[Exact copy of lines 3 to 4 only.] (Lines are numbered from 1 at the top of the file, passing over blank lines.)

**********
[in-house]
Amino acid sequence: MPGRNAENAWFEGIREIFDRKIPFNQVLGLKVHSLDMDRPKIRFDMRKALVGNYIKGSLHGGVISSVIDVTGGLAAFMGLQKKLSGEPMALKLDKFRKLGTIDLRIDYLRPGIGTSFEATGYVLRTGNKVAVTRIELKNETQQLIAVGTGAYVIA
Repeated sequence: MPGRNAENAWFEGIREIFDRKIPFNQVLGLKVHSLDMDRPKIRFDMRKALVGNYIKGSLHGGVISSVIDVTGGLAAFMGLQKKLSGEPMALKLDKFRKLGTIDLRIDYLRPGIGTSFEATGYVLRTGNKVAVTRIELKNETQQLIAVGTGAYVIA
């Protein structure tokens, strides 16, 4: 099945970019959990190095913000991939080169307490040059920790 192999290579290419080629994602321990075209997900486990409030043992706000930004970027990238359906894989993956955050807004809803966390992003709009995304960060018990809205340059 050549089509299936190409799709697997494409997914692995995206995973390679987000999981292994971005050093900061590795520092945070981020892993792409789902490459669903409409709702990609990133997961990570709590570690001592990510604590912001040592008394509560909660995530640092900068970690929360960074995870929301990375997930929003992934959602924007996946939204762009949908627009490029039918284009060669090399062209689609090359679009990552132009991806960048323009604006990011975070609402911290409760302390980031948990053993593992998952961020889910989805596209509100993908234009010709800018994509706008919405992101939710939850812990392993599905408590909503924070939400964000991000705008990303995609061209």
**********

Repeated sequence: MPGRNAENAWFEGIREIFDRKIPFNQVLGLKVHSLDMDRPKIRFDMRKALVGNYIKGSLHGGVISSVIDVTGGLAAFMGLQKKLSGEPMALKLDKFRKLGTIDLRIDYLRPGIGTSFEATGYVLRTGNKVAVTRIELKNETQQLIAVGTGAYVIA
């Protein structure tokens, strides 16, 4: 099945970019959990190095913000991939080169307490040059920790 192999290579290419080629994602321990075209997900486990409030043992706000930004970027990238359906894989993956955050807004809803966390992003709009995304960060018990809205340059 050549089509299936190409799709697997494409997914692995995206995973390679987000999981292994971005050093900061590795520092945070981020892993792409789902490459669903409409709702990609990133997961990570709590570690001592990510604590912001040592008394509560909660995530640092900068970690929360960074995870929301990375997930929003992934959602924007996946939204762009949908627009490029039918284009060669090399062209689609090359679009990552132009991806960048323009604006990011975070609402911290409760302390980031948990053993593992998952961020889910989805596209509100993908234009010709800018994509706008919405992101939710939850812990392993599905408590909503924070939400964000991000705008990303995609061209």